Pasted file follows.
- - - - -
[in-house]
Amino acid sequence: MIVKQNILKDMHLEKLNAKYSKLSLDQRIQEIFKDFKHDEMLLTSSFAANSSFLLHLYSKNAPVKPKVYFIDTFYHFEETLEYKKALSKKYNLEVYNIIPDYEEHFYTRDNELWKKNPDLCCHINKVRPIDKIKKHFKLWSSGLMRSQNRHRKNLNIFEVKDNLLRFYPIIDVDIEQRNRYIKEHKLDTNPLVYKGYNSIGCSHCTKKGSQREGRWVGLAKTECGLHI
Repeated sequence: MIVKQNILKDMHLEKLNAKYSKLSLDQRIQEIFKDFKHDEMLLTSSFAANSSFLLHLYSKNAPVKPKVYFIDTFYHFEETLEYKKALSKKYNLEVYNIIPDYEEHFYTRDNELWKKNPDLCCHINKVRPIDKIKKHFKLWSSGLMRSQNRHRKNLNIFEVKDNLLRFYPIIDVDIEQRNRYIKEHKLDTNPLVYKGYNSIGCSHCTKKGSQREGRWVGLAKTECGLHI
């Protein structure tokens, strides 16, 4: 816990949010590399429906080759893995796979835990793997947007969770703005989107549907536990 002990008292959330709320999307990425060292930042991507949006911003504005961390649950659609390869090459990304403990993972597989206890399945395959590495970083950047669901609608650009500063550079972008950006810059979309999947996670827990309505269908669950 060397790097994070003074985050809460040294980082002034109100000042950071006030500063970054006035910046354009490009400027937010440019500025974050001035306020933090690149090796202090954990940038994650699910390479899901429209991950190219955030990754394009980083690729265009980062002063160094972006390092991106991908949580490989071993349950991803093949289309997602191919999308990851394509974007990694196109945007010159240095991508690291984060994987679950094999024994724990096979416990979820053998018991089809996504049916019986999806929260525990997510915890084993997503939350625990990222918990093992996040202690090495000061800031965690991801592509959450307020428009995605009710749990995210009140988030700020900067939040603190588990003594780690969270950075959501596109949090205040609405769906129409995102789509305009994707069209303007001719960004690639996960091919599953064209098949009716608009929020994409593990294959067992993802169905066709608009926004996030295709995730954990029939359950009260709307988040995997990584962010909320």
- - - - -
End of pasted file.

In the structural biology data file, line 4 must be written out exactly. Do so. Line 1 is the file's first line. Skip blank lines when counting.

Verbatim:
């Protein structure tokens, strides 16, 4: 816990949010590399429906080759893995796979835990793997947007969770703005989107549907536990 002990008292959330709320999307990425060292930042991507949006911003504005961390649950659609390869090459990304403990993972597989206890399945395959590495970083950047669901609608650009500063550079972008950006810059979309999947996670827990309505269908669950 060397790097994070003074985050809460040294980082002034109100000042950071006030500063970054006035910046354009490009400027937010440019500025974050001035306020933090690149090796202090954990940038994650699910390479899901429209991950190219955030990754394009980083690729265009980062002063160094972006390092991106991908949580490989071993349950991803093949289309997602191919999308990851394509974007990694196109945007010159240095991508690291984060994987679950094999024994724990096979416990979820053998018991089809996504049916019986999806929260525990997510915890084993997503939350625990990222918990093992996040202690090495000061800031965690991801592509959450307020428009995605009710749990995210009140988030700020900067939040603190588990003594780690969270950075959501596109949090205040609405769906129409995102789509305009994707069209303007001719960004690639996960091919599953064209098949009716608009929020994409593990294959067992993802169905066709608009926004996030295709995730954990029939359950009260709307988040995997990584962010909320």